I know it looks like I fucking hate this story or something, but I don't. I'm actually liking it quite a lot. I'm just niggly, is all, when it comes to writing. It's all the small niggly things that come together to make a big thing, so if one of those small things is not as good as it can be, it's out of place in the whole, uh, big thing. Okay this is a pretty bad metaphor, but you should probably know what I'm getting at.

      Mostly I'm just impressed that you've managed to write this while the most I've written in the past 2 months is probably this post.
      A turd with a bullet in it ain't exactly 5 O'Clock News Ray

    4. #4
      Veteran of the DV Wars Man of Steel's Avatar
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      What Kiza said. In fact, everything Kiza said. Except the stupid small person thing, because I am an intelligent large person. Well, not really large, but at least average. So not small.

      Anyway, yeah. Italics for thoughts, double quotes for speech, tends to be the American standard. Now, since the grammar and spelling has already been critiqued, I'll just say that I like the story direction. Could use a bit more description of surroundings. I kind of felt like I was seeing Robert's (I had to scroll up to remember his name; character development would be nice for the next chapter) surroundings through tunnel vision. You're using third person narrative, so tell us more about the street, maybe. This does not have to detract from Robert's own tunnel vision, necessarily.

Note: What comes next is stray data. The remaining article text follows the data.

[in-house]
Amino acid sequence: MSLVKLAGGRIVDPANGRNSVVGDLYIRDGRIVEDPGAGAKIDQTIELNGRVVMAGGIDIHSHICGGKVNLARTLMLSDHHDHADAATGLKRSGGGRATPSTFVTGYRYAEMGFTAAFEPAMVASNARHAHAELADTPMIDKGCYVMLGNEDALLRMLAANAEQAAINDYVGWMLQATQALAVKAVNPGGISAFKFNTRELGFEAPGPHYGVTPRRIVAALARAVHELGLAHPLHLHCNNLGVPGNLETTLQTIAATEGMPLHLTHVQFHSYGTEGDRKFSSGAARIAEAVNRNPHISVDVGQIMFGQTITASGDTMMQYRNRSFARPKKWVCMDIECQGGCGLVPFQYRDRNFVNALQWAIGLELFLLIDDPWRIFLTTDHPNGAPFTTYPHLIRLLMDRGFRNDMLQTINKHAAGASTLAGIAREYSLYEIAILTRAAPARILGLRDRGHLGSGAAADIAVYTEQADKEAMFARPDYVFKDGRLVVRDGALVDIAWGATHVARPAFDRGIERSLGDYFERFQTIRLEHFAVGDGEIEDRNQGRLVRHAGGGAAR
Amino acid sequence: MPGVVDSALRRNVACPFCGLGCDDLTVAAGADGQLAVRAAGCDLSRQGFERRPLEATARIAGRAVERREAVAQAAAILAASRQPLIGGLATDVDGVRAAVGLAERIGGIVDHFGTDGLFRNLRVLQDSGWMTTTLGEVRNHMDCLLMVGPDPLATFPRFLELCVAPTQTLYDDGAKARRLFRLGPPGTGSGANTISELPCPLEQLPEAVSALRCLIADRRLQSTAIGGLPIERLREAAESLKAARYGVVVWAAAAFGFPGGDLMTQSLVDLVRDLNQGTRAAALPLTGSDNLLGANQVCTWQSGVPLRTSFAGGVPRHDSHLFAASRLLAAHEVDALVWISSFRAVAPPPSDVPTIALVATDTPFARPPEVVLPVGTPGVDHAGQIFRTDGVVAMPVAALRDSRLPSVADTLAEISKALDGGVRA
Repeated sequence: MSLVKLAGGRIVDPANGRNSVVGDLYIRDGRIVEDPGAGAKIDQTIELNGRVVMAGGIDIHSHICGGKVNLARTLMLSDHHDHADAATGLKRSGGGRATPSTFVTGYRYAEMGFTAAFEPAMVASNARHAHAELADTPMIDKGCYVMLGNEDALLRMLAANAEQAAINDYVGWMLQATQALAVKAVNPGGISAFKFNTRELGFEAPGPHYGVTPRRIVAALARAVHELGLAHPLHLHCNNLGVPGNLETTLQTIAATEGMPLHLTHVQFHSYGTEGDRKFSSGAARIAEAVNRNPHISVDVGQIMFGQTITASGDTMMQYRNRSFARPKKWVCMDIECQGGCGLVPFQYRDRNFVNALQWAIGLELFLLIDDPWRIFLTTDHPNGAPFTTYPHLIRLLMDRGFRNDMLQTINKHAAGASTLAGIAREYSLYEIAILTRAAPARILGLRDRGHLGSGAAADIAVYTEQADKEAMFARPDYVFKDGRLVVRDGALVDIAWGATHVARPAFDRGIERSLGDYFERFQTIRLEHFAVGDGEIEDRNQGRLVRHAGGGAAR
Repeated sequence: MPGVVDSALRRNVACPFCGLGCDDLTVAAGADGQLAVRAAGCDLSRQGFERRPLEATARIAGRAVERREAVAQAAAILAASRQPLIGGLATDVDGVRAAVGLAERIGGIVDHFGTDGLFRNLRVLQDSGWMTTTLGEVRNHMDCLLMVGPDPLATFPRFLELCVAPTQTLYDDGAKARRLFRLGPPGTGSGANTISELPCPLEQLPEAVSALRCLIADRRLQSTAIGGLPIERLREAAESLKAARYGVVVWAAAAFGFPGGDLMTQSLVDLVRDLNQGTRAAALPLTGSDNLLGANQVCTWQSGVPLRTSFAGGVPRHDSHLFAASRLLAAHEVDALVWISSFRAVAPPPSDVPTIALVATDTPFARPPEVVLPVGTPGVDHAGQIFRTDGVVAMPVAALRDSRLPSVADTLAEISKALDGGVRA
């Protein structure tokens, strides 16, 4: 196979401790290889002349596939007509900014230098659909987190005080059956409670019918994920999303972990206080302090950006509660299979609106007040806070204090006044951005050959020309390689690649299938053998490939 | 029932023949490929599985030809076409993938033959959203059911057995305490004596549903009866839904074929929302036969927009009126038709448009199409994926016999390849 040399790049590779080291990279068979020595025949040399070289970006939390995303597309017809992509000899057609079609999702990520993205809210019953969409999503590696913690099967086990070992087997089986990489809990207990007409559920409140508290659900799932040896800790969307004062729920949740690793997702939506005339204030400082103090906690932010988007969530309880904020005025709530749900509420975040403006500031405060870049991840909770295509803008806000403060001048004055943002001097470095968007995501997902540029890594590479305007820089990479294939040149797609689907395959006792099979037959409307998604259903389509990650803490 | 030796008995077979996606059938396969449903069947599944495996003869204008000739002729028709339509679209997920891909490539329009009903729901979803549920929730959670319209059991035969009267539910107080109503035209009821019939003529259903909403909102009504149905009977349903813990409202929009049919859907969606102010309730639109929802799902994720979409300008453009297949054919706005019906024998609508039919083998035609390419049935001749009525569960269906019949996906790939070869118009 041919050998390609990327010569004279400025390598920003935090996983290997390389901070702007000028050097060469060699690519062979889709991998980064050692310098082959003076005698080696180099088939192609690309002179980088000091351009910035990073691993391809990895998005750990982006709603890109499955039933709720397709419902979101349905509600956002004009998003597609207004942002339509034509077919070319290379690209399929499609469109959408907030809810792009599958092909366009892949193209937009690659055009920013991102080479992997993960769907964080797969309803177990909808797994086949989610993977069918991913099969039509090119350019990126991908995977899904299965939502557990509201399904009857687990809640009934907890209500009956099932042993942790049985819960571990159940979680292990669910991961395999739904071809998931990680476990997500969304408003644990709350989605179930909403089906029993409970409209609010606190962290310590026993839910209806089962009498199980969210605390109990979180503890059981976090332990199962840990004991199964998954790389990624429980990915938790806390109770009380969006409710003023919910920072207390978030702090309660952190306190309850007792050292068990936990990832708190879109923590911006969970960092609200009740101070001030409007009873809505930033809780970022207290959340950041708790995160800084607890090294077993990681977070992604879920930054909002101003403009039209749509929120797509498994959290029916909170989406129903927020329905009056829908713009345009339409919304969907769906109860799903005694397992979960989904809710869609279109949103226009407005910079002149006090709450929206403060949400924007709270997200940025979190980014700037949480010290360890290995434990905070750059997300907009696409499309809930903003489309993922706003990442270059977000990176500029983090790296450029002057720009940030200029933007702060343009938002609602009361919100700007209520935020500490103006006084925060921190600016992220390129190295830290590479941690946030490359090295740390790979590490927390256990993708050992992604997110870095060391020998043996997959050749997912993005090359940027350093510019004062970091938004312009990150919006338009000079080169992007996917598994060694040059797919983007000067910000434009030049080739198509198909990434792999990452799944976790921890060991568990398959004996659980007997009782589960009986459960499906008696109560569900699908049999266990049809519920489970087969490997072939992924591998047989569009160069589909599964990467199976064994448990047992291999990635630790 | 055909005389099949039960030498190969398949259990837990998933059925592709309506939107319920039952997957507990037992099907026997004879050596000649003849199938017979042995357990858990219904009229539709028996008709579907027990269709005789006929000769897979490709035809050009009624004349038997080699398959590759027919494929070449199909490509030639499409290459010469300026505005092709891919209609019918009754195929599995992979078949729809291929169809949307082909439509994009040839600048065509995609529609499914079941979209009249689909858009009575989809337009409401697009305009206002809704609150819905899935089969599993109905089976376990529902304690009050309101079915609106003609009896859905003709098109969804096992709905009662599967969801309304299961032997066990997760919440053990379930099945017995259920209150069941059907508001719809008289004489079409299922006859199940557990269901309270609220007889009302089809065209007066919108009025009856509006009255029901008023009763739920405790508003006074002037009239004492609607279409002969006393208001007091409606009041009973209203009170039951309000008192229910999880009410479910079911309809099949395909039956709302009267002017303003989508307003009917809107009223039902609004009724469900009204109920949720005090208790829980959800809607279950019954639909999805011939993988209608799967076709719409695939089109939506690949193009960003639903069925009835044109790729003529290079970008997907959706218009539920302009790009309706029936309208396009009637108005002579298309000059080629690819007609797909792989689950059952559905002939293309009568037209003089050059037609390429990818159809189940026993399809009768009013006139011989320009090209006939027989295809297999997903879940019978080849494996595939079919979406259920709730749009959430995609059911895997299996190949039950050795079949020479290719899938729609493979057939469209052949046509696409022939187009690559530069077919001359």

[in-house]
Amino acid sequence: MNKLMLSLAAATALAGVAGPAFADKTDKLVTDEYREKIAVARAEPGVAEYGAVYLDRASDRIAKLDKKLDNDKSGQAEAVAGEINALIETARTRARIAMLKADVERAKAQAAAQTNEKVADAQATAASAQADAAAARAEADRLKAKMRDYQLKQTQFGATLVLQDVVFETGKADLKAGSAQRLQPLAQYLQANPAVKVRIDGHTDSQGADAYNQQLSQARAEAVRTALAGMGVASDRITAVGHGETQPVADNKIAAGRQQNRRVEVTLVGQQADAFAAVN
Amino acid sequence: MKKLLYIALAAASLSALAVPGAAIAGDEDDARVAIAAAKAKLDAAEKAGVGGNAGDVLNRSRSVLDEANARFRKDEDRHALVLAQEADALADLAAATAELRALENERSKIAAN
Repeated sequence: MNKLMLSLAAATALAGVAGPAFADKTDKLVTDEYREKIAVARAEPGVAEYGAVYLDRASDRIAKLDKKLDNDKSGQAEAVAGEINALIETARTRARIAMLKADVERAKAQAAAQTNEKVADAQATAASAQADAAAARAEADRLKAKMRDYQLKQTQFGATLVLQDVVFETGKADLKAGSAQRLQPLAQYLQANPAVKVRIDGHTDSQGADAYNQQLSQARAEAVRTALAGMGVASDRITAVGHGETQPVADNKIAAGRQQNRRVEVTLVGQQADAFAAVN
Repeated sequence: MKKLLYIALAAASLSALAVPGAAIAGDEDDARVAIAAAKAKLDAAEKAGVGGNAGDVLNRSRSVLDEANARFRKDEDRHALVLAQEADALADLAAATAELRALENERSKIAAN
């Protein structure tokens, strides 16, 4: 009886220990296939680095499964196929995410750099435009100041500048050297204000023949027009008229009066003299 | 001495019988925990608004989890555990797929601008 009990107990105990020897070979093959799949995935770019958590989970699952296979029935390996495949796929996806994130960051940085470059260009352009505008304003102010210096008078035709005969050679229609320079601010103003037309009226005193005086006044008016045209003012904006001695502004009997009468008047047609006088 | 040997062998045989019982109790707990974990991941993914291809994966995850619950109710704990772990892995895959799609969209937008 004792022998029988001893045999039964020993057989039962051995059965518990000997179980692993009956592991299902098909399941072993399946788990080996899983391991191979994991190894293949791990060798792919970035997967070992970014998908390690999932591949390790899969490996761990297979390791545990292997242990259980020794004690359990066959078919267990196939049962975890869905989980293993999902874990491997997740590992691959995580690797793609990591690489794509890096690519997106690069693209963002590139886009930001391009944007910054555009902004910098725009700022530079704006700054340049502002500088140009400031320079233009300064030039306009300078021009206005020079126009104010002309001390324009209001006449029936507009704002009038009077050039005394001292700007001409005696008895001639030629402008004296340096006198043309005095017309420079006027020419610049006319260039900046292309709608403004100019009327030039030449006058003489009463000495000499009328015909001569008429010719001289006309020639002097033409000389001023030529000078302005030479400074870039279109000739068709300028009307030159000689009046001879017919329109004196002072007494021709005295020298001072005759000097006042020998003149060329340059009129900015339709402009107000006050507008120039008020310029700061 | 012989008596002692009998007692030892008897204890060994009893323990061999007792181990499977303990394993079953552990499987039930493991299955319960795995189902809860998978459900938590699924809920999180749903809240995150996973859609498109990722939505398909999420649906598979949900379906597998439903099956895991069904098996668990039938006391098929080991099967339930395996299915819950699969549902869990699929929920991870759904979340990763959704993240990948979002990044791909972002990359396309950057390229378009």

Or perhaps you wanted little to be known about his street, and the focus to be on his thoughts until he opened the door to another world with the special key. Then it sort of comes out more freely. I dunno. Your story.

      In short (is it ever, when I'm talking?) I like it, Abrakadabra. Keep it up; I'll be reading and commenting.

    5. #5
      I am become fish pear Abra's Avatar
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      Typos and stuff fixed~

      I will work on characterization. But really, Robert Falbe isn't the type of person one would care about. He starts out as an unattentive, lazy, and stubborn pawn, but ends up compassionate and driven. Funny thing is, it's all circumstantial (most anyone would behave similarly). This is my fault, and the story has already grown around it. From this point on, I'll try to put in increased description of personality, fleshed-out reactions, and more insight into his thought process (but he's still not too likeable).

      The description is tunnel vision as his thoughts are tunnel vision. Whatever goes unnoticed or untouched is left out. Also, it's an average street with borderline winter weather, and I'm relying on the reader's schema to fill in the blanks. More exotic locations will call for more details, which I shall gladly give. I'm worried about length (my description to action to characterization ratio), otherwise I'd flesh out the scene more. In the first chapter, I wanted to jump into the fantasy world as fast as possible. I can slow it down from here.

      Herp, the above is subject to change. The course of the story is pretty much set, but the delivery is all very tentative. I just came up with this idea last night. This story doesn't have some giant meaning behind it, or a complex plot. I just liked the idea, liked the setting, liked the idea of crows that can ignite themselves. I want to finish, though, because usually I don't.
      Last edited by Abra; 12-31-2009 at 08:06 AM.
      Abraxas

      Quote Originally Posted by OldSparta
      I murdered someone, there was bloody everywhere. On the walls, on my hands. The air smelled metallic, like iron. My mouth... tasted metallic, like iron. The floor was metallic, probably iron